How to Common Size Financial Statements
Just as apples can't be compared to oranges, meaningful comparisons can't be made across different-sized companies without first making adjustments to their financial statements that level the playing field.
Common sizing is one way to level the field. This process makes financial statements from different companies comparable, allowing analysts and investors to gain insight into the profitability of each company that might be obscured by raw numbers.
Common sized financial statements allow for easier comparisons across groups of companies. Analysts can quickly identify which companies in the group are the most efficient, profitable and/or financially sound.
To common size financial statements, analysts convert the dollar amount of each line item into a percentage of a common amount. These percentages often convey relevant information that may be hidden by the raw numbers.
The two financial statements that analysts common size most often are the income statement and the balance sheet. Analysts study the income statement for insights into a company's historic growth and profitability. The balance sheet provides relevant information about a company's liquidity and financial strength.
How to Common Size...
...An Income Statement
Analysts common size an income statement by dividing each line item (for example, gross profit, operating income and sales and marketing expenses) by the top line (sales). Each item is then expressed as a percentage of sales.
Some financial ratios derived from common sizing are considered more useful than others. Analysts are typically most interested in knowing the gross margin, operating margin (operating income/sales) and net margin (net income/sales). In evaluating expense items on the income statement, analysts mainly look at sales and marketing/sales and general and administrative/sales.
Here is a simple example of useful information revealed by common-sizing income statements. Suppose Company A reports sales of $100 million and operating profits of $25 million. Company B, which is smaller, reports sales of $20 million and operating profits of $15 million. At first glance, it would appear Company A is the better performer because it earns a larger profit.
However, a look at the common size financial statement of the two businesses, which restates each company's figures as a percent of sales, reveals Company B is actually more profitable. The common size income statement for Company A shows operating profits are 25% of sales (25/100). The same calculation for Company B shows operating profits at 75% of sales (15/20). The common size statements make it easy to see that Company B is proportionally more profitable and better at controlling expenses.
…A Balance Sheet
To common size a balance sheet, the analyst restates each line item contained in the balance sheet as a percent of total assets. Analysts are generally most interested in ratios that measure liquidity such as cash/total assets and financial strength, which is often measured by long-term debt/assets.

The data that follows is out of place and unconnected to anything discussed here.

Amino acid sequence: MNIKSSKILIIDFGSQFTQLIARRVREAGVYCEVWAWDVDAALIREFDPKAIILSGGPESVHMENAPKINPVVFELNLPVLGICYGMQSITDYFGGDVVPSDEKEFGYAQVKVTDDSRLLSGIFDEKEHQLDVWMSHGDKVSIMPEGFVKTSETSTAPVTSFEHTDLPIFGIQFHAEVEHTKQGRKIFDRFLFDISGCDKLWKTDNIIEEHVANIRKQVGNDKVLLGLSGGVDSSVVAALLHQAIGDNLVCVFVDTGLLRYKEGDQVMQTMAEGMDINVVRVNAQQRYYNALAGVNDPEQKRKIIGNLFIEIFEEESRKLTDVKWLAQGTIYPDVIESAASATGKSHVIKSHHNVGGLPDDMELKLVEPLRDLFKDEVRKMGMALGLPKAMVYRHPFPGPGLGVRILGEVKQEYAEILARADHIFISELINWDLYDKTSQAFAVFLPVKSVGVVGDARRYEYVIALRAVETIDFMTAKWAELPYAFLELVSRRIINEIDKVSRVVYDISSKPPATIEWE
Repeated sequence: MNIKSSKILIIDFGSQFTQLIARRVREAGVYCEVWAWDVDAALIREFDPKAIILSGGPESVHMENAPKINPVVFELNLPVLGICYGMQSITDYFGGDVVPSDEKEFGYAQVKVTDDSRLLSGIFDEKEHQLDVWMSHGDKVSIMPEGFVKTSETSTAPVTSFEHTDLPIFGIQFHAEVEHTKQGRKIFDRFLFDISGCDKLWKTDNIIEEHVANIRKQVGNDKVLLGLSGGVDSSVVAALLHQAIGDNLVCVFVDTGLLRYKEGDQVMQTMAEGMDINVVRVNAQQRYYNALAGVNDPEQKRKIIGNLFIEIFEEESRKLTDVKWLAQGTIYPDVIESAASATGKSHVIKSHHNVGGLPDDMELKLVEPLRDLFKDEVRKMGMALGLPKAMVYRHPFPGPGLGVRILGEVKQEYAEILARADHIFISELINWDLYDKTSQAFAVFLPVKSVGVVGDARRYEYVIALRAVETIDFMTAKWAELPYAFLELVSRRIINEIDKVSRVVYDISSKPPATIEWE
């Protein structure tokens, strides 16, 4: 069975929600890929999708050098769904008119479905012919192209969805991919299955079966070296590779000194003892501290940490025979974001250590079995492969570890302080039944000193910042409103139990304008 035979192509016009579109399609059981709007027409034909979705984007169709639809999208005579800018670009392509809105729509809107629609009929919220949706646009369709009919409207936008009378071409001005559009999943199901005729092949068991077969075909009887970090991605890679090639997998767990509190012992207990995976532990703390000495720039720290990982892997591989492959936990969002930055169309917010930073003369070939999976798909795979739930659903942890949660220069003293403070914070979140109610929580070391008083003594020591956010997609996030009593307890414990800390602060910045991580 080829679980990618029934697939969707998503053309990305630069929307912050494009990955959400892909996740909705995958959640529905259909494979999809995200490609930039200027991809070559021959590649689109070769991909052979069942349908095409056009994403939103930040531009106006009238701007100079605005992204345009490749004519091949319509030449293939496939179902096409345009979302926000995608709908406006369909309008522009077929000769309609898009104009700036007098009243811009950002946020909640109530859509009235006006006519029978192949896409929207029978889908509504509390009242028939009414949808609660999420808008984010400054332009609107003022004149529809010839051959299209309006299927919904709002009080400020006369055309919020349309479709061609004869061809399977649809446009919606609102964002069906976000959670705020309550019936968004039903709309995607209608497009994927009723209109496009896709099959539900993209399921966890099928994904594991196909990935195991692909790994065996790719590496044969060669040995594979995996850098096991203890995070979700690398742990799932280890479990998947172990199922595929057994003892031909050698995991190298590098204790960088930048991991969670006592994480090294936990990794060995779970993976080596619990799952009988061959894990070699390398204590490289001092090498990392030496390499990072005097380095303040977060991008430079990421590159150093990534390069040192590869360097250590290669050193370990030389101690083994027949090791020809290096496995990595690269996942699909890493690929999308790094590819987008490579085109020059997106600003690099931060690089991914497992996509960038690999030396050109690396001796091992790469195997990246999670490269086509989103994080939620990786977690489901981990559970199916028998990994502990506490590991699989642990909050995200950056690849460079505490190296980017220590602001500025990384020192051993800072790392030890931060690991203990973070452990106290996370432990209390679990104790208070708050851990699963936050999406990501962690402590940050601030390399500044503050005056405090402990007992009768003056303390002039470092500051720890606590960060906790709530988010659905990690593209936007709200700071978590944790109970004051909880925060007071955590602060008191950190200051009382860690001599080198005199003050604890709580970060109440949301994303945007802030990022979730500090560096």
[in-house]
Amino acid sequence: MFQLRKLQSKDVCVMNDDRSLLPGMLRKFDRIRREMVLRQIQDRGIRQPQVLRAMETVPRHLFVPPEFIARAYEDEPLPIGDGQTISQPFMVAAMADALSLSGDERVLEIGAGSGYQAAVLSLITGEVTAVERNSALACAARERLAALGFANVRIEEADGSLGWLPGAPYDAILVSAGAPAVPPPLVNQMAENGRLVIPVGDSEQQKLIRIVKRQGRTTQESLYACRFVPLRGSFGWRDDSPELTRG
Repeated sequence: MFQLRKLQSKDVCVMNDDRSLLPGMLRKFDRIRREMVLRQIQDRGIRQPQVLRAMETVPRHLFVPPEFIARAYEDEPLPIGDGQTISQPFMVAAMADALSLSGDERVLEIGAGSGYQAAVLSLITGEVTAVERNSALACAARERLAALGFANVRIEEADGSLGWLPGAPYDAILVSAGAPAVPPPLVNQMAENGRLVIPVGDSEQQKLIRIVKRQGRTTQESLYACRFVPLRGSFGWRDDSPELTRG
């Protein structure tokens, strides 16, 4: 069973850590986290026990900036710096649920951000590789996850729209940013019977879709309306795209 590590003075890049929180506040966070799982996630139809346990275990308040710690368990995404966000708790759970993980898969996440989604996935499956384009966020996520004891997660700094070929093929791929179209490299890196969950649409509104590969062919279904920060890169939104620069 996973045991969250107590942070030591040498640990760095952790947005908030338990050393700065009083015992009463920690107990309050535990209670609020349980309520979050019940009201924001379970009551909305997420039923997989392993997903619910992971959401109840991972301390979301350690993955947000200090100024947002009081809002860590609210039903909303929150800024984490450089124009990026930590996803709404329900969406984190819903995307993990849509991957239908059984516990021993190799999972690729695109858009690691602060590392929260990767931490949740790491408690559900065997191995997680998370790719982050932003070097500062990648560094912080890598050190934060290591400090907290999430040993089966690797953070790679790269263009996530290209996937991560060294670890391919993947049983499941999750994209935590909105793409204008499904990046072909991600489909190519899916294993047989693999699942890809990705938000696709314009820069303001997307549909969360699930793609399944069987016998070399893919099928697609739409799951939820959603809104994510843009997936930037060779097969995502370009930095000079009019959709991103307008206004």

Here is an example of how useful information is revealed by the common size balance sheets.
Assume Company A has long-term debt of $200 million and total assets of $800 million. Company B, which is smaller, has long-term debt of only $100 million and total assets of $300 million.
At first glance, Company A looks more risky because of a larger dollar amount of long-term debt. However, a comparison of the common-size balance sheets reveals it is actually Company B which is more risky.
Long-term debt represents 33% of the capital structure of Company B (100/300) but only 25% of the capital structure of Company A (200/800). Analysts look at percentages of debt and equity in the capital structure to determine if a company is financing its operations by issuing stock or through long-term borrowings. The latter increases leverage and financial risk, while the former is dilutive to existing shareholders.
The Drawbacks of Common Sizing
Common size financial statements help analysts understand individual businesses at a higher level. However, there are several drawbacks to using them.
For example, common size financial statements may give the appearance of fair comparisons across companies, but can't take into account that companies may be using different accounting methods or fiscal year-ends. Another drawback of common size financial statements is that they can't be used to compare companies across different industries. What may be considered a favorable ratio in one industry may indicate poor performance in another.
For example, an operating margin of 6% would indicate exceptional performance by a distribution company but a poor result from a manufacturing company. Low margins are normal for a distribution company, which relies on volume rather than profit per unit to drive overall profits.
By looking at common size financial statements, analysts can easily determine which companies within a given industry are the most cost-effective and profitable. Overall, common size financial statements are widely used and an effective tool for comparing companies.